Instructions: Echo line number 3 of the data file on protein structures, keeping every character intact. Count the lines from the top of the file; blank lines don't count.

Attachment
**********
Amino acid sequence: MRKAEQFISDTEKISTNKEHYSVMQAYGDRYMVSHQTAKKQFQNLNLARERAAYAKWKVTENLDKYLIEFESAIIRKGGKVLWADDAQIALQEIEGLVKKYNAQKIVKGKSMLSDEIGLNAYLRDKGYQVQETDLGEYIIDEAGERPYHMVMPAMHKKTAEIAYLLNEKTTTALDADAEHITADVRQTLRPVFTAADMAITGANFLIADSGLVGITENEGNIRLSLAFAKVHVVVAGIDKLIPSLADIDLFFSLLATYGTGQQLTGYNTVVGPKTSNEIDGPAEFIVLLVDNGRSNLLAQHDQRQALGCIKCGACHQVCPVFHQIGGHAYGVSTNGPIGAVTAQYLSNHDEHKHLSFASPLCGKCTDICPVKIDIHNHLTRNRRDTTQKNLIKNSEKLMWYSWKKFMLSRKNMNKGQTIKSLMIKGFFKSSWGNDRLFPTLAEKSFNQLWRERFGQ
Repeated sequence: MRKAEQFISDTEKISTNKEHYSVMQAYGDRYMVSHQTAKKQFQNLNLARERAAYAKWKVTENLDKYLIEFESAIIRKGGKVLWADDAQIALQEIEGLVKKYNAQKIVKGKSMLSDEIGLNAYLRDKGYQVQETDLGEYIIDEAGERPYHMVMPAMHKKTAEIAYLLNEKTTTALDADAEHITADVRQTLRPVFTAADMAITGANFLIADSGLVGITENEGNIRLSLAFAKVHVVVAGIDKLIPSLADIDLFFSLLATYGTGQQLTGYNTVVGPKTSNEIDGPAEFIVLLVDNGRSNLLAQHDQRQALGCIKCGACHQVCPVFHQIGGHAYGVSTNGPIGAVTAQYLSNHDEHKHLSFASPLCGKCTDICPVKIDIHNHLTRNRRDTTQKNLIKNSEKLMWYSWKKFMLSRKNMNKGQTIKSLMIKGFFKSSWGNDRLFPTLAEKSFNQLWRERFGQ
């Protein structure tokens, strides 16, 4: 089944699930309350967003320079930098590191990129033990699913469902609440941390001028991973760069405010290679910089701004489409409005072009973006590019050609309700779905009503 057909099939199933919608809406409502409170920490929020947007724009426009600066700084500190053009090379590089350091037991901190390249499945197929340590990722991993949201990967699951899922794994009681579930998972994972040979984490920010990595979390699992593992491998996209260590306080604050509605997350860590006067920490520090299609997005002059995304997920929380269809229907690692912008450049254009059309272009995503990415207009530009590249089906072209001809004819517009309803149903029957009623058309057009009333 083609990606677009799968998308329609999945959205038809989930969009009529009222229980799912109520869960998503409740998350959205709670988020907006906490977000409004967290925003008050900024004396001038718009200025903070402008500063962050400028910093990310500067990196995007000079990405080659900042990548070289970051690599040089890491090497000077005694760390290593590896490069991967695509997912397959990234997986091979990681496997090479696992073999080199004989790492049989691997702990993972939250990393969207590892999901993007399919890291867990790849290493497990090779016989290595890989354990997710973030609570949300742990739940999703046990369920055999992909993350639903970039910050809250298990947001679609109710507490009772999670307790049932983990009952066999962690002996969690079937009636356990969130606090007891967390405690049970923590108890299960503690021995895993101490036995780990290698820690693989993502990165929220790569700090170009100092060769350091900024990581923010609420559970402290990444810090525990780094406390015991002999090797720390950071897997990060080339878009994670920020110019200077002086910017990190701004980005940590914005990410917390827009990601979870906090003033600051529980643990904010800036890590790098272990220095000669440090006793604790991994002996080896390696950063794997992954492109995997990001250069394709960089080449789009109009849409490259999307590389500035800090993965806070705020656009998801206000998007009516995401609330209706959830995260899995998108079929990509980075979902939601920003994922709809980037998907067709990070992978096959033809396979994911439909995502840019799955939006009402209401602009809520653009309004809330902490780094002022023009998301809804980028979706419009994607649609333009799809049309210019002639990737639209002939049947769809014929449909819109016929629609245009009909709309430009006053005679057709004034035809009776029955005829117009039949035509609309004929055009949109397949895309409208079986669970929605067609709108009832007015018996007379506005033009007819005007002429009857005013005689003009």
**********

């Protein structure tokens, strides 16, 4: 089944699930309350967003320079930098590191990129033990699913469902609440941390001028991973760069405010290679910089701004489409409005072009973006590019050609309700779905009503 057909099939199933919608809406409502409170920490929020947007724009426009600066700084500190053009090379590089350091037991901190390249499945197929340590990722991993949201990967699951899922794994009681579930998972994972040979984490920010990595979390699992593992491998996209260590306080604050509605997350860590006067920490520090299609997005002059995304997920929380269809229907690692912008450049254009059309272009995503990415207009530009590249089906072209001809004819517009309803149903029957009623058309057009009333 083609990606677009799968998308329609999945959205038809989930969009009529009222229980799912109520869960998503409740998350959205709670988020907006906490977000409004967290925003008050900024004396001038718009200025903070402008500063962050400028910093990310500067990196995007000079990405080659900042990548070289970051690599040089890491090497000077005694760390290593590896490069991967695509997912397959990234997986091979990681496997090479696992073999080199004989790492049989691997702990993972939250990393969207590892999901993007399919890291867990790849290493497990090779016989290595890989354990997710973030609570949300742990739940999703046990369920055999992909993350639903970039910050809250298990947001679609109710507490009772999670307790049932983990009952066999962690002996969690079937009636356990969130606090007891967390405690049970923590108890299960503690021995895993101490036995780990290698820690693989993502990165929220790569700090170009100092060769350091900024990581923010609420559970402290990444810090525990780094406390015991002999090797720390950071897997990060080339878009994670920020110019200077002086910017990190701004980005940590914005990410917390827009990601979870906090003033600051529980643990904010800036890590790098272990220095000669440090006793604790991994002996080896390696950063794997992954492109995997990001250069394709960089080449789009109009849409490259999307590389500035800090993965806070705020656009998801206000998007009516995401609330209706959830995260899995998108079929990509980075979902939601920003994922709809980037998907067709990070992978096959033809396979994911439909995502840019799955939006009402209401602009809520653009309004809330902490780094002022023009998301809804980028979706419009994607649609333009799809049309210019002639990737639209002939049947769809014929449909819109016929629609245009009909709309430009006053005679057709004034035809009776029955005829117009039949035509609309004929055009949109397949895309409208079986669970929605067609709108009832007015018996007379506005033009007819005007002429009857005013005689003009």